From Day One, the Biden Administration has prioritized lowering costs for working families, addressing the climate crisis, increasing our energy independence, and boosting our competitiveness in the global clean energy market. Right now, Americans are facing high energy prices—both from economic recovery after the COVID-19 pandemic and oil market impacts of the war in Ukraine—that make a transition to clean energy even more urgent.
Clean energy is inherently homegrown and makes us less vulnerable to the volatility and price shocks that have plagued the global oil market. The Biden Administration is working to make sure every American can reap the benefits of these technologies by pulling every lever through a whole-of-government approach.
The U.S. Department of Energy (DOE) is already working to speed our nation’s progress toward 100% clean power by 2035 and net-zero emissions by 2050, including through the $62 billion in new clean energy funding through the Bipartisan Infrastructure Law. DOE programs in this new legislation are already helping families lower their energy bills, including nearly $3.2 billion for the Weatherization Assistance Program.
President Biden’s climate and clean energy incentives package to Build a Better America will turbocharge our nation’s clean energy economy. These game-changing clean energy investments would lower energy costs and make clean energy technologies affordable to more Americans, while tackling the climate crisis and creating millions of good-paying, union jobs.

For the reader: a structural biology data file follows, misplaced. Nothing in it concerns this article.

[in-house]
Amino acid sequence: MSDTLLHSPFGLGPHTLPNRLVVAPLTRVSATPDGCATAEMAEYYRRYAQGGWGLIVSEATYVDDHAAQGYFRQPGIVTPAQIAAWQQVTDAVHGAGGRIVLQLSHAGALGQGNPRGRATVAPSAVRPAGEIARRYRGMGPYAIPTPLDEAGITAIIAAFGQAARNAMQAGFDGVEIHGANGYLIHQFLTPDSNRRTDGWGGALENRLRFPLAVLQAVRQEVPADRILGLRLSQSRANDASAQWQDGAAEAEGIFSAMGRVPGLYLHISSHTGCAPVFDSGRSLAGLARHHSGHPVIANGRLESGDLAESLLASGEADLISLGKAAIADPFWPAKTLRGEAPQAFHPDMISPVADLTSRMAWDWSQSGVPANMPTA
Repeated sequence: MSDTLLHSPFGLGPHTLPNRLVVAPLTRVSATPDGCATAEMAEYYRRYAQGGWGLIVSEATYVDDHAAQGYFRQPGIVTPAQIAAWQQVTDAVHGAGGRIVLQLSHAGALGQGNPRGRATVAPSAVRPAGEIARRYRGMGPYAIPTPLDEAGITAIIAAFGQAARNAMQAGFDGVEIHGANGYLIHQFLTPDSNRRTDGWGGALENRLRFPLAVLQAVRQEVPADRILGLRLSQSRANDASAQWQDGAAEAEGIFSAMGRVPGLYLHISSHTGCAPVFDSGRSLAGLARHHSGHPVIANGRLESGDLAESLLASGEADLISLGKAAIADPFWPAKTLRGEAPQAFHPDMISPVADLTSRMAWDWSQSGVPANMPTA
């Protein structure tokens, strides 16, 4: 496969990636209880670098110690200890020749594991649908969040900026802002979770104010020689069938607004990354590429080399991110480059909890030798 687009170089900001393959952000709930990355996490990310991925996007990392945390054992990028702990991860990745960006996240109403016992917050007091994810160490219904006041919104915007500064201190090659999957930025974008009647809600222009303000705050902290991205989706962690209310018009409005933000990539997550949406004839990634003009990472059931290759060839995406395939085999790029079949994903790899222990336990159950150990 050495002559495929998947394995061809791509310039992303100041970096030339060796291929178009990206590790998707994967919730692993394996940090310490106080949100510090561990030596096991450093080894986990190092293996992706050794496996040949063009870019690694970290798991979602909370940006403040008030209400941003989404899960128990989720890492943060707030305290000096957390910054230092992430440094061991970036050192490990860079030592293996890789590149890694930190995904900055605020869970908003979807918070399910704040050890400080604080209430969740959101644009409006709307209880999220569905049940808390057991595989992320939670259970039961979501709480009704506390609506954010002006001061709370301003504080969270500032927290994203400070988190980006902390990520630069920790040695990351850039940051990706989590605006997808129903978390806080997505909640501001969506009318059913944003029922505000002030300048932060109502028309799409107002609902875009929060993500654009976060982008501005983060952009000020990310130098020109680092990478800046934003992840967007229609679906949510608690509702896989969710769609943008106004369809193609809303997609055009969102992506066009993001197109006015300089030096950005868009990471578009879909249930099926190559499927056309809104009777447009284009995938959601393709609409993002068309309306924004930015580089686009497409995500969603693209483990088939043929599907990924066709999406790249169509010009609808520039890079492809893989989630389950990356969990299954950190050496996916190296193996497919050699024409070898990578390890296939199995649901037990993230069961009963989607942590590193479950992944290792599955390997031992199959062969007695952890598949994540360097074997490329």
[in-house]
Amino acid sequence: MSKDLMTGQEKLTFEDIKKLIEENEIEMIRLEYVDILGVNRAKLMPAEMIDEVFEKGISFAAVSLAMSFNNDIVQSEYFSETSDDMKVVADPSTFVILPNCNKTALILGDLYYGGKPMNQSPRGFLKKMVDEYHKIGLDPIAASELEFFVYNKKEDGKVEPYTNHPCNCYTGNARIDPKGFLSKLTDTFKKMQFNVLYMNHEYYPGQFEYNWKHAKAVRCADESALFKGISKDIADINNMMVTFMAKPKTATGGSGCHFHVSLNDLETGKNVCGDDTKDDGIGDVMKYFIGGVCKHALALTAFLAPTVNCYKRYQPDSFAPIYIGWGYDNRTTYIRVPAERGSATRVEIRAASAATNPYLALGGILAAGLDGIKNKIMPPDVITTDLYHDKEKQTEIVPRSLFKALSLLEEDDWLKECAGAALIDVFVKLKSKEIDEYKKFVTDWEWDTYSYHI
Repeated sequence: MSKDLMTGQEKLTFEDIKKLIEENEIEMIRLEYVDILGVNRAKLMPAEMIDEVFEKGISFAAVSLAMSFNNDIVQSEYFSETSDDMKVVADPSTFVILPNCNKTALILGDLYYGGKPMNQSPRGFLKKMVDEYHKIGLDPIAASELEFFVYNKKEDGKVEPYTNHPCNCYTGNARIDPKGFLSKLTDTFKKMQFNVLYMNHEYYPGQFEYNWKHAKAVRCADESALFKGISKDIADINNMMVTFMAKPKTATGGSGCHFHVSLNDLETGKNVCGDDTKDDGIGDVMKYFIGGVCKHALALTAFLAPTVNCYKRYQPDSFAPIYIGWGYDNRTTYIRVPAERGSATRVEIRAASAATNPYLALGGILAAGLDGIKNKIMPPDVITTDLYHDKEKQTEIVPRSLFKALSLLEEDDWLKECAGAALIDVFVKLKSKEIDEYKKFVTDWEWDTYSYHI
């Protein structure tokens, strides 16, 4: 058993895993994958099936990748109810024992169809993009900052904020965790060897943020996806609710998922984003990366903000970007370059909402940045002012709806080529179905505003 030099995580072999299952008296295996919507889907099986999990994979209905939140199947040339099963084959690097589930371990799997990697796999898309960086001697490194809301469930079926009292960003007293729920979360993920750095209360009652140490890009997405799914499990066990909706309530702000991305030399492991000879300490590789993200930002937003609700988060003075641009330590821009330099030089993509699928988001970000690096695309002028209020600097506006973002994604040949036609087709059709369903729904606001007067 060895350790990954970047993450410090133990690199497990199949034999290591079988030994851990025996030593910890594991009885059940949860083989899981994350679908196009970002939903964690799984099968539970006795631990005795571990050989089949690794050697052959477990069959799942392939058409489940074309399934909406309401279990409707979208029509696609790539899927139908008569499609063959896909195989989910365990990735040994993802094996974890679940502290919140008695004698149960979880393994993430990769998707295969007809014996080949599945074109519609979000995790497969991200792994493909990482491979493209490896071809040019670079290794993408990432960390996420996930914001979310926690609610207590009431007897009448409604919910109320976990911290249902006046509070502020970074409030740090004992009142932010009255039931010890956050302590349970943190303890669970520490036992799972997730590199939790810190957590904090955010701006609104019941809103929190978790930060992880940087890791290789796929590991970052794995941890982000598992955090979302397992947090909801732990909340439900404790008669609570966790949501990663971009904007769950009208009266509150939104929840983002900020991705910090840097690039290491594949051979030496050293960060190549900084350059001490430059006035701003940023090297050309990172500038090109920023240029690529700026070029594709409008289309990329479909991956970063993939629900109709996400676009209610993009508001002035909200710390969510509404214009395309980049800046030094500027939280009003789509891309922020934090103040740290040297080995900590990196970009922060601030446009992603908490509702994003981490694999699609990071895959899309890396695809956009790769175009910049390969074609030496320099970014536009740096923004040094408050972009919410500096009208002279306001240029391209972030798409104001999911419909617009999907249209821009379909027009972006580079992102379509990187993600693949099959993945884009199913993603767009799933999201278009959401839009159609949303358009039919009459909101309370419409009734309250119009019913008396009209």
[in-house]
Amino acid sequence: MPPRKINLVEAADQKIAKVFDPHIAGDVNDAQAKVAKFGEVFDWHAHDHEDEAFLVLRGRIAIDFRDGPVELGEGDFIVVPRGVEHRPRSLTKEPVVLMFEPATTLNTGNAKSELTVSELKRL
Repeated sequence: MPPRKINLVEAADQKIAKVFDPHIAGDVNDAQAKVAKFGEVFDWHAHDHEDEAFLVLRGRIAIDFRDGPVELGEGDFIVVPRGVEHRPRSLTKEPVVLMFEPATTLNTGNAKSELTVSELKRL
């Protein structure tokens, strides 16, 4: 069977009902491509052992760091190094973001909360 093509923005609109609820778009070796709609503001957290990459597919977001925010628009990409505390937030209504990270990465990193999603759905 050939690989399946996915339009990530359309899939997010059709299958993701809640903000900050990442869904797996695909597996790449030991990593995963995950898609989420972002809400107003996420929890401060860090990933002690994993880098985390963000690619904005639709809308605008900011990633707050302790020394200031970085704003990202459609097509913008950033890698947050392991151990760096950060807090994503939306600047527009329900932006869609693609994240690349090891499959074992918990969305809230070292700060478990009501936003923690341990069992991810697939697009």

Lowering Home Energy Costs for American Families
The average American household spends more than $1,850 a year on home energy bills, not including transportation costs. For many low-income households and communities of color, that means they have to spend too much of their paycheck on energy. According to DOE’s Low-Income Energy Affordability Data (LEAD) Tool, the national average energy burden—the percentage of income spent on energy costs—is three times higher for low-income households than for other households. According to the U.S. Energy Information Administration’s Residential Energy Consumption Survey, the energy burden for households of color is 25% to 50% higher than for white households.
Installing clean and efficient technologies in a home—like rooftop solar, heat pumps, and LED lightbulbs—can save residents hundreds to thousands of dollars per year, making it more affordable to turn on the lights, heat their homes in the winter, and cool them in the summer. But some of these technologies have a significant upfront cost—and that’s where the clean energy incentives come in. The tax credits and rebates in the President’s agenda will lower the installation cost of a huge range of clean energy technologies, making them more accessible for working families and enabling more Americans to unlock the yearly energy cost savings of these technologies.
For example, these tax credits will cut the cost of installing rooftop solar for a home by 30%, or more than $7,500 for an average system. By helping them get solar on their roofs, these tax credits will help millions more families unlock an additional average savings of $9,000 on their electricity bills over the life of the system.